The Health Accounting Staff Association of Ghana (HASAG) has said targets set for the Millennium Development Goals (MDGs) 4 and 5 could not be attained if challenges impeding effective delivery of health care in the country were not addressed.

It said although significant improvements had been recorded in the implementation of the two critical goals, that is, reduction in child mortality and improvement in maternal health, the ?country is far from achieving the target by 2015?.

Mr Justice Ahorlu, HASAG President, said this at the opening session of the 5th Annual Conference of the HASAG underway at Abesim, near Sunyani on Wednesday.

The three-day conference is on the theme ?the role of health finance professionals in strengthening health systems?.

Mr Ahorlu said management of the health sector, among other interventions, ought to strengthen the health systems to serve as a catalyst to the timely attainment of the health related MDGs as well as improving the health and life of all Ghanaians for increased productivity.

?Until these bottlenecks are addressed, the attainment of these laudable goals will remain a mirage and the health sector will have done a great disservice to the people of Ghana?, he said.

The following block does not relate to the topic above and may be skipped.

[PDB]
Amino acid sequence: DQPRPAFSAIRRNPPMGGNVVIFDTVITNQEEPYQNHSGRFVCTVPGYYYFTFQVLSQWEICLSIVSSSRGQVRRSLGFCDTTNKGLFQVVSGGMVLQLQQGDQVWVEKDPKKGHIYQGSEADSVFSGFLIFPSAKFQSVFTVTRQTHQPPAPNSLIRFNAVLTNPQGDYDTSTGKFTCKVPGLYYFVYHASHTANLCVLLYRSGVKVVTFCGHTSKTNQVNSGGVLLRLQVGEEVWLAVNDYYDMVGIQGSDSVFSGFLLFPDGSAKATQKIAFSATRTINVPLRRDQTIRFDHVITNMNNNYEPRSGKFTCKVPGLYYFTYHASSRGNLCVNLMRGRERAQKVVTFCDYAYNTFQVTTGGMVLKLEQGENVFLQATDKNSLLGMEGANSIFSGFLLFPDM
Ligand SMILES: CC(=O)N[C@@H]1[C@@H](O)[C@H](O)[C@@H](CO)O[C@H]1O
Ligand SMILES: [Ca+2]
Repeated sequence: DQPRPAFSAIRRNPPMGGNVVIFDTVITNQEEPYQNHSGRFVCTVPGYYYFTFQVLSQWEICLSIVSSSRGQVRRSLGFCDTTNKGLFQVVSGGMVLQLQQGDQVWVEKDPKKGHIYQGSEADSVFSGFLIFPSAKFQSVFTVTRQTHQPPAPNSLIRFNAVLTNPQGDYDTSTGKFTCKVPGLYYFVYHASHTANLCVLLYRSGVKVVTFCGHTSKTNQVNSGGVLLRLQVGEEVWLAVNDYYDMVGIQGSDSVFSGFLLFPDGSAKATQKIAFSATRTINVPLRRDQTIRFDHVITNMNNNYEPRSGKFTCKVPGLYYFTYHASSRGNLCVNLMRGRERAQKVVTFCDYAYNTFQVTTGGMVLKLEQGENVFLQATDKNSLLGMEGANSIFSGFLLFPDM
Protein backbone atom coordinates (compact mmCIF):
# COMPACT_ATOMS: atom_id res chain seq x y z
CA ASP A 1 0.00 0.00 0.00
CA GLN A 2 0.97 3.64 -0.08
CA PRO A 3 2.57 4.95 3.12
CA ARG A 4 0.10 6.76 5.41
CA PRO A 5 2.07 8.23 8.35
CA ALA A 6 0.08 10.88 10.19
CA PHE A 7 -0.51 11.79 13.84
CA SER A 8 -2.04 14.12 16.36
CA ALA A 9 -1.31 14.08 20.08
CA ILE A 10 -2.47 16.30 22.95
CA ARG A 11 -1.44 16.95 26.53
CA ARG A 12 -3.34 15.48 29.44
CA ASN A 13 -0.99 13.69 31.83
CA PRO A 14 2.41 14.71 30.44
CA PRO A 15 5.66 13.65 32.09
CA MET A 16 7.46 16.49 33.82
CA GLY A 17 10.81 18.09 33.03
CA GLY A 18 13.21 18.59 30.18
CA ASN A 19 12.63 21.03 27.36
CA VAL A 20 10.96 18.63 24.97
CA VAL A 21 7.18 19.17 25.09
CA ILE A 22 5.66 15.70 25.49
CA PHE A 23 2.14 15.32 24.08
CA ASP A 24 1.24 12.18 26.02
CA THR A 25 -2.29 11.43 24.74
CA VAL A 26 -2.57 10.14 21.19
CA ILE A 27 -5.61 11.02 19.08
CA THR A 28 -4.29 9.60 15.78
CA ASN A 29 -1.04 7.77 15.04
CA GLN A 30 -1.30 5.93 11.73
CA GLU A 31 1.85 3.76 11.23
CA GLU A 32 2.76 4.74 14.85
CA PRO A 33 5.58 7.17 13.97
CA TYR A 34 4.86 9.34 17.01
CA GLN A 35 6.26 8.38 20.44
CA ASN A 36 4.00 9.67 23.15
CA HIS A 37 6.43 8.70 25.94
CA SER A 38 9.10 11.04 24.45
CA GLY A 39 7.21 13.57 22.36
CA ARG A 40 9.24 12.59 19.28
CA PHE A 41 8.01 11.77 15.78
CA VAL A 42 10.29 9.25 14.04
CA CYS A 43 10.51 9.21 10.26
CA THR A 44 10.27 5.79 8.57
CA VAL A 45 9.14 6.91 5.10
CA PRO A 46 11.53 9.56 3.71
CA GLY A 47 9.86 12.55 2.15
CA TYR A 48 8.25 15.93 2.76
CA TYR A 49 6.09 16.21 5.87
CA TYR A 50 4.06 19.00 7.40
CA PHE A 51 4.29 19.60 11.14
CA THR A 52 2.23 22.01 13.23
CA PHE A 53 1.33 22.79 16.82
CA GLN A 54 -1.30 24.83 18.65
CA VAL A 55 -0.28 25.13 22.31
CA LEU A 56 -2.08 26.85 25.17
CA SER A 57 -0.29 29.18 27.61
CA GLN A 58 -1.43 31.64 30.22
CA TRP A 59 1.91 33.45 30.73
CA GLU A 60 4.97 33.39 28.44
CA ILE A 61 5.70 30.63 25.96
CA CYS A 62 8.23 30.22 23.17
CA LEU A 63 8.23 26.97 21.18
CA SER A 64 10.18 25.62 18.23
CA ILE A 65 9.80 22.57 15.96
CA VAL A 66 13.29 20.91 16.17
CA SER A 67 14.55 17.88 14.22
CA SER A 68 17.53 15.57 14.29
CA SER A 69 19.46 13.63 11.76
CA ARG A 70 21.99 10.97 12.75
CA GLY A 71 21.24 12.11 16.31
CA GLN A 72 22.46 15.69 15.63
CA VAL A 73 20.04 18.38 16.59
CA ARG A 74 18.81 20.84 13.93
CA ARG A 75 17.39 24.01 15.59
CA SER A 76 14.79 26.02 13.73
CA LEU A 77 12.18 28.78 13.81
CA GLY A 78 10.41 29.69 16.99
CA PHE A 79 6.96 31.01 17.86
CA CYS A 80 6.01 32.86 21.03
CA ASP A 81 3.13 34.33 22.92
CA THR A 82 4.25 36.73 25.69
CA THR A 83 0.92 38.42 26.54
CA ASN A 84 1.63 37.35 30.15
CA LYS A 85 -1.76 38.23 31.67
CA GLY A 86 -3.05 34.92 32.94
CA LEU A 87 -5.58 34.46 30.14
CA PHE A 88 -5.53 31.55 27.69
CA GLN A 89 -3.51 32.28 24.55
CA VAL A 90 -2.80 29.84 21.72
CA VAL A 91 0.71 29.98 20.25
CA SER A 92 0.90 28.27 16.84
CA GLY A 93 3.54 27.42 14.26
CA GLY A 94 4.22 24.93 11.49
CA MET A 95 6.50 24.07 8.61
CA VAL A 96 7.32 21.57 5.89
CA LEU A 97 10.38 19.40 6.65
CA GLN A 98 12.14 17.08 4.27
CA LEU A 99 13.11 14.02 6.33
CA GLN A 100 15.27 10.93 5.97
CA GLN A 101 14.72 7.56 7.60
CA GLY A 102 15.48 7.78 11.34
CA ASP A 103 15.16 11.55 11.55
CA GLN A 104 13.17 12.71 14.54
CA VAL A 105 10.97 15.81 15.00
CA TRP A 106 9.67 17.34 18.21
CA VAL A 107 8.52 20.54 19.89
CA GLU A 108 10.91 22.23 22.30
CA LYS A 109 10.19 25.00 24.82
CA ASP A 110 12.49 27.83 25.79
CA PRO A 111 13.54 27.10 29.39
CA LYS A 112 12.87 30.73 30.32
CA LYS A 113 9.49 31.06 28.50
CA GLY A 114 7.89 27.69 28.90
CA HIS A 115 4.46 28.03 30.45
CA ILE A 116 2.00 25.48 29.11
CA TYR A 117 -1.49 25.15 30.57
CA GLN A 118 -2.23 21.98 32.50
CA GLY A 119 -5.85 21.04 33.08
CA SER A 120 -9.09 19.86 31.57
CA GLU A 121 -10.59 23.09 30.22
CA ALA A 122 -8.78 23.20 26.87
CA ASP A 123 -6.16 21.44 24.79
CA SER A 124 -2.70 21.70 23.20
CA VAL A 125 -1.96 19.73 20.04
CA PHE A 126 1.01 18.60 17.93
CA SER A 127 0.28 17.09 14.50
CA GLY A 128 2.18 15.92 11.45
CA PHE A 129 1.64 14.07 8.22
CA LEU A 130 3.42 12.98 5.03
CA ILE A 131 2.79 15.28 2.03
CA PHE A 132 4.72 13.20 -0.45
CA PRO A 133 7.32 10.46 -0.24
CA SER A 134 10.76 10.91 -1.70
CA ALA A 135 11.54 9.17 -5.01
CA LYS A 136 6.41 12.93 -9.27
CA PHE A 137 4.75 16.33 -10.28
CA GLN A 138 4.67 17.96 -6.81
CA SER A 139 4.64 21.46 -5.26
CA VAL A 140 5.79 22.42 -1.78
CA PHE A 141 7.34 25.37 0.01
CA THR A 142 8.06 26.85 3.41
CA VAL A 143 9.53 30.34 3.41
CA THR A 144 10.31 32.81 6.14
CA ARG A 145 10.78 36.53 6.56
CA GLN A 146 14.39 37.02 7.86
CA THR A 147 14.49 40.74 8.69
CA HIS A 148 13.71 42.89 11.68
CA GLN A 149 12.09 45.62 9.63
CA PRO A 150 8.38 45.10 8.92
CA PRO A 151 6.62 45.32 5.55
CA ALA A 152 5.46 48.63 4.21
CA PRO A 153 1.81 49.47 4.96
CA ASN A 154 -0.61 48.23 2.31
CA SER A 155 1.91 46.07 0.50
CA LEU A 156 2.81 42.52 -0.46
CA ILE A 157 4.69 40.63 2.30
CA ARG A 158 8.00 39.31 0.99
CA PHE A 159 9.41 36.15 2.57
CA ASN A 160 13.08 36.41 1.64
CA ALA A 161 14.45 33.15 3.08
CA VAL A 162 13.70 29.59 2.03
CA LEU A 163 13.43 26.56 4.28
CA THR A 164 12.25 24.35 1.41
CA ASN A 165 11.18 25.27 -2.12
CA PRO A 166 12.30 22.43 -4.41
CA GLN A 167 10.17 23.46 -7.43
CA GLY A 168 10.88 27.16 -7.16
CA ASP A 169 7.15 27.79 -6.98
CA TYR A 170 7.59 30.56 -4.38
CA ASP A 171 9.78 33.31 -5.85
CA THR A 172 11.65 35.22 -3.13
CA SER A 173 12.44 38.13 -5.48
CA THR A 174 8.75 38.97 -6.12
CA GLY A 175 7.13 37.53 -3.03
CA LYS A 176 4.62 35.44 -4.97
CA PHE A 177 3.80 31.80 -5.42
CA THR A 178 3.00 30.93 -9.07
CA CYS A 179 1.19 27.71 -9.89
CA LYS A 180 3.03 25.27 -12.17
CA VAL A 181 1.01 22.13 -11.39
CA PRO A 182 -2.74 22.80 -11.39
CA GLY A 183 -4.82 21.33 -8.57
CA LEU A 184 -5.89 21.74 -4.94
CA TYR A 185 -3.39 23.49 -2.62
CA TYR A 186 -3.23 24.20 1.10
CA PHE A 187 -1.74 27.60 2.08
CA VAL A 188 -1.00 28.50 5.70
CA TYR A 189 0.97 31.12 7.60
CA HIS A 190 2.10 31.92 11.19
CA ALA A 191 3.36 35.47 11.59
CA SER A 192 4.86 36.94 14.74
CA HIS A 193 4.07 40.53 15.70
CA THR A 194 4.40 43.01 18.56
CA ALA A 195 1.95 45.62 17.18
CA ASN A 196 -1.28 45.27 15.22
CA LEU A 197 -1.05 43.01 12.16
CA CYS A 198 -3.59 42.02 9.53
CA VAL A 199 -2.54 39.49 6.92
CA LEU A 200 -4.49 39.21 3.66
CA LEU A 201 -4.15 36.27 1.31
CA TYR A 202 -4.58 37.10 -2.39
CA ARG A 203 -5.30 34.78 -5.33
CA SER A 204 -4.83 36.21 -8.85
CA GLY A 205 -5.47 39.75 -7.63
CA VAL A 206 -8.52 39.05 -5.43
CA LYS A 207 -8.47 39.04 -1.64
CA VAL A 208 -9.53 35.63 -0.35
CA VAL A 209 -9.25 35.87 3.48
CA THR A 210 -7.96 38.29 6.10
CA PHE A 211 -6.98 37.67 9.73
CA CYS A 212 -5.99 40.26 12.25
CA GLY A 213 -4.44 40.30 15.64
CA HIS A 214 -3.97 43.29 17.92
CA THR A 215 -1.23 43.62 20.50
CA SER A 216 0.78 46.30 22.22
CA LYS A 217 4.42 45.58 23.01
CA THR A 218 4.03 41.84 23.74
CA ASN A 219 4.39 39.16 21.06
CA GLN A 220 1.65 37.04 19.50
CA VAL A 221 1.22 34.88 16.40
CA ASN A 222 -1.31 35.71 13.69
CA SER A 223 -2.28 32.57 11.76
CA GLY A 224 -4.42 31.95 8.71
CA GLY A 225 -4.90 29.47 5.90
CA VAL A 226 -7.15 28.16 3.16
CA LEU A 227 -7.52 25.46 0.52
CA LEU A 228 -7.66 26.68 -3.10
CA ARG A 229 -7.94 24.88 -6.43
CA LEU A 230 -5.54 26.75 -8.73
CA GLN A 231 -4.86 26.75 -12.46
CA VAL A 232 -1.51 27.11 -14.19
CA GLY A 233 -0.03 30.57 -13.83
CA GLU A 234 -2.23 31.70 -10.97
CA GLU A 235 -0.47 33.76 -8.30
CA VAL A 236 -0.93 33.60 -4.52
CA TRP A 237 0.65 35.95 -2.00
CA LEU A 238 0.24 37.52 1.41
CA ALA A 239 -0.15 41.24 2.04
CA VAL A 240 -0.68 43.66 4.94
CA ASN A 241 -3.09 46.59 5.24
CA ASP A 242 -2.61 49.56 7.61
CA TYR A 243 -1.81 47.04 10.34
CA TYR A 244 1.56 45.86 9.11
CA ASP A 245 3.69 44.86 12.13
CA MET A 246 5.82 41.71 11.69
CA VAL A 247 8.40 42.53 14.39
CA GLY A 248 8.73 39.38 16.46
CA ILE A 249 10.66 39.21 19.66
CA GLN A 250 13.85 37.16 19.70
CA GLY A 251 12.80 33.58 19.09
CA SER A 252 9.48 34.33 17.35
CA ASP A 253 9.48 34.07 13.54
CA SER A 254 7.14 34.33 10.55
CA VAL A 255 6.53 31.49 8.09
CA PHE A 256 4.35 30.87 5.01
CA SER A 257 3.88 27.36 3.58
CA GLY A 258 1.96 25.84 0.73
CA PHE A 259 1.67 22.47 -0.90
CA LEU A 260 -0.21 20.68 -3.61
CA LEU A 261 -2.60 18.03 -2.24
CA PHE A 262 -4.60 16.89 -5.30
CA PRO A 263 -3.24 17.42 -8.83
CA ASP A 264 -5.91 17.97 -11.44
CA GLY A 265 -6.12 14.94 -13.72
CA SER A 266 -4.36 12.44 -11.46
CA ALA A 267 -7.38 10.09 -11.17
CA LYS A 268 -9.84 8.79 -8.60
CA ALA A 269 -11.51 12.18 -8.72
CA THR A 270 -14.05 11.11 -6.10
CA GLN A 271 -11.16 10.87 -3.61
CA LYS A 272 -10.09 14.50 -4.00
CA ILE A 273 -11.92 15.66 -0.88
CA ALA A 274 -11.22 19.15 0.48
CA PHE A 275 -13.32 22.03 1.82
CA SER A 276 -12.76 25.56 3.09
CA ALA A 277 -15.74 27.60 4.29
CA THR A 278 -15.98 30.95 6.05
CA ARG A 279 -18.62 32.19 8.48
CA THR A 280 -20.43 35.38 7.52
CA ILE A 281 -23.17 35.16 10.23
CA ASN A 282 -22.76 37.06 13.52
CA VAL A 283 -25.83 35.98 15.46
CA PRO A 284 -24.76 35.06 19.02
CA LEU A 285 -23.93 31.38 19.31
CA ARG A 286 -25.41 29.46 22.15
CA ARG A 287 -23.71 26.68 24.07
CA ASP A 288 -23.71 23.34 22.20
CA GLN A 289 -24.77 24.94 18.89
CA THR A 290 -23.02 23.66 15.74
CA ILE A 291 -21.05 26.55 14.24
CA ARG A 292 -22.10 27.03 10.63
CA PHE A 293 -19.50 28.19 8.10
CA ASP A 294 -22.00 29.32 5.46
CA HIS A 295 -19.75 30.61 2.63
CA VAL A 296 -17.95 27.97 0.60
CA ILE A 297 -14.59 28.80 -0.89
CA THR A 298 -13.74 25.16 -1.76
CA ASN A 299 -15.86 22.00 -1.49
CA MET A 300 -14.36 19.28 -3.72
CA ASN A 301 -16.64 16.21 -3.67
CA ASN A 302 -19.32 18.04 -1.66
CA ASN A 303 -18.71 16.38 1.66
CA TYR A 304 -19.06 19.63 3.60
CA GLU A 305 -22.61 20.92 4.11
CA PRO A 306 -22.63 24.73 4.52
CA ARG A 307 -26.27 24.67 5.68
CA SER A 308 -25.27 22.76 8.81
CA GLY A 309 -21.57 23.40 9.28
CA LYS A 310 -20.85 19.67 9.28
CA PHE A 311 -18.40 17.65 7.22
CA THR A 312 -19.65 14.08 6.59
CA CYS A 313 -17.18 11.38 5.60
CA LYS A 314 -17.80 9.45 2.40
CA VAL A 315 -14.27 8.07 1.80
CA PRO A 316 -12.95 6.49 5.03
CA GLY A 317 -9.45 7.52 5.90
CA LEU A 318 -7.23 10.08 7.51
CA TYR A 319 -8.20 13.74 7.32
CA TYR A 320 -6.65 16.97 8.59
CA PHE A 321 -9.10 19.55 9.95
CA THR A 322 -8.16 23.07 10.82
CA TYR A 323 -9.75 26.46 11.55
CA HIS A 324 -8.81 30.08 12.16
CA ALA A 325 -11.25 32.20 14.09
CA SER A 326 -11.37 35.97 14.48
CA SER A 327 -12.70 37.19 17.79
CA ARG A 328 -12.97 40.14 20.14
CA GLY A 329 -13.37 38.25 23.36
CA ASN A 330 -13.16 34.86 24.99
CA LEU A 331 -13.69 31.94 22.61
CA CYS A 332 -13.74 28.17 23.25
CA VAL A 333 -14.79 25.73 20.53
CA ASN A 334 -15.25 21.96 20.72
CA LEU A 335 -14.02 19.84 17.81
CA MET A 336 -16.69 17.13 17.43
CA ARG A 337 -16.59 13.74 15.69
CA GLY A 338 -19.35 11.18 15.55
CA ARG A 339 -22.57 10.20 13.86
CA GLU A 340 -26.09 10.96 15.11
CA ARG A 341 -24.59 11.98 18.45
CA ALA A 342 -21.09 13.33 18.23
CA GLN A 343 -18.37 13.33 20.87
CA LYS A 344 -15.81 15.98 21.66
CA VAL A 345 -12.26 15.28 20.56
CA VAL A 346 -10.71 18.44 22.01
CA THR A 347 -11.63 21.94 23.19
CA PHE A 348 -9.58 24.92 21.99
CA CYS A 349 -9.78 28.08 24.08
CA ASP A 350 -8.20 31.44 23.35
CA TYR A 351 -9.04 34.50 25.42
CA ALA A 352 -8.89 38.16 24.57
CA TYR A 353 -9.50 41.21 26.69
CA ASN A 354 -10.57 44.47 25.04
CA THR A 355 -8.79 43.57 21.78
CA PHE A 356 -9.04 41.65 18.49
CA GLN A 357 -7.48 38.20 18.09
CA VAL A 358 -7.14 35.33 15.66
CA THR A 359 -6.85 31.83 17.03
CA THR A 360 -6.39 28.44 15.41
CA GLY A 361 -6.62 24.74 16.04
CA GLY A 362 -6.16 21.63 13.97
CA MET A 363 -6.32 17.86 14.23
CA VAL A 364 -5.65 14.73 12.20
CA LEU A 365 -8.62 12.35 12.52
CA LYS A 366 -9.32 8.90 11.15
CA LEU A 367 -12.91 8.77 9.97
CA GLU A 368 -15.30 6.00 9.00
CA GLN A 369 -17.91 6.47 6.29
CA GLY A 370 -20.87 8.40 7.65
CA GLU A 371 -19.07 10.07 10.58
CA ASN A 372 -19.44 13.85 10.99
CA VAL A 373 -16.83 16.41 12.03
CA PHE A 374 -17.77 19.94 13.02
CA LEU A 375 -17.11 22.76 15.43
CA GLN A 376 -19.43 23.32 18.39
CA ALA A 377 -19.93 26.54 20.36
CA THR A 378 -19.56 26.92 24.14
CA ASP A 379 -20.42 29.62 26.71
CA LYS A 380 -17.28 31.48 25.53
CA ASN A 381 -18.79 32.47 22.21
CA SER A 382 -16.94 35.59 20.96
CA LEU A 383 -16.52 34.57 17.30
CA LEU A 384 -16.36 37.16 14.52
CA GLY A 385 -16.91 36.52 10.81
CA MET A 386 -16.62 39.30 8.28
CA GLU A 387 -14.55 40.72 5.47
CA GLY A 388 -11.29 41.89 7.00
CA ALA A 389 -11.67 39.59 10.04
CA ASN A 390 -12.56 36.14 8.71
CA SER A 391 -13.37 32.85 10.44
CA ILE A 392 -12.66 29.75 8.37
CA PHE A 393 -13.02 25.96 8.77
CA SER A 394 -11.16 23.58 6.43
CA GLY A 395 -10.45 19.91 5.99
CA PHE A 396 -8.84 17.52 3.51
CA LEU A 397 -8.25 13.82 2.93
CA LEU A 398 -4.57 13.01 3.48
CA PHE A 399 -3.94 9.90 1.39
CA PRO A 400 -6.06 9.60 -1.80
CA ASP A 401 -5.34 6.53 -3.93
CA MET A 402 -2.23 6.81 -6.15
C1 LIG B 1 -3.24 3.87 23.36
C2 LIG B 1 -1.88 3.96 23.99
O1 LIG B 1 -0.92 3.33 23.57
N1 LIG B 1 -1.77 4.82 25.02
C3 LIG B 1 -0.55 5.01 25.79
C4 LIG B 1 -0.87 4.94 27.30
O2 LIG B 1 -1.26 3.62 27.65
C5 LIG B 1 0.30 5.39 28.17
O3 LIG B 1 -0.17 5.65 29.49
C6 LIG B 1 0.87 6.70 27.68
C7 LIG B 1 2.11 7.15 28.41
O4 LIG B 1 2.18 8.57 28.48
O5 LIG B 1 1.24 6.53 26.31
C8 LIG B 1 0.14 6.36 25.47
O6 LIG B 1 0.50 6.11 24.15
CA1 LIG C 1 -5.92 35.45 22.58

Mr Ahorlu said health finance professionals played critical role to facilitate achievement of the MDGs as the quality of financial management had very serious implications for building strong health systems.

?In all areas of health care delivery, both preventive and curative, health accountants and internal auditors provide the needed financial platform which is very vital to the performance of health professionals?, he added.

Mr Ahorlu said health care financing in the hospitals in particular had radically changed over the last decade with the introduction of the National Health Insurance Scheme.

The implementation of the scheme, he said, had come with several challenges and these include absence of robust ICT platform to manage the financial information system and churn out relevant information real time as well as plug all the loopholes in the manual system.

Mrs Ramatu Ude Umanta, Director of Finance, Ghana Health Service (GHS), said the service generated revenue of about GH? 462.8 million in 2012 with development partners contributing GH? 199 million towards specific programme activities and GH? 11 million towards the health budget.

She said GHS employed about 1000 accounting staff, an indication that on the average each staff in the year 2012 managed about GH? 462, 800.

Mrs Umanta said GHS had put in pragmatic measures to tackle the issue of fraud in the service stressing that culprit would be prosecuted.

Among many of these measures, she said is the introduction of a system of resource tracking to monitor the utilization of programme funds to the last cedi.

?We will introduce computerized accounting system in the regional medical stores and pilot it in a number of districts?, Mrs Umanta said.

Source: GNA

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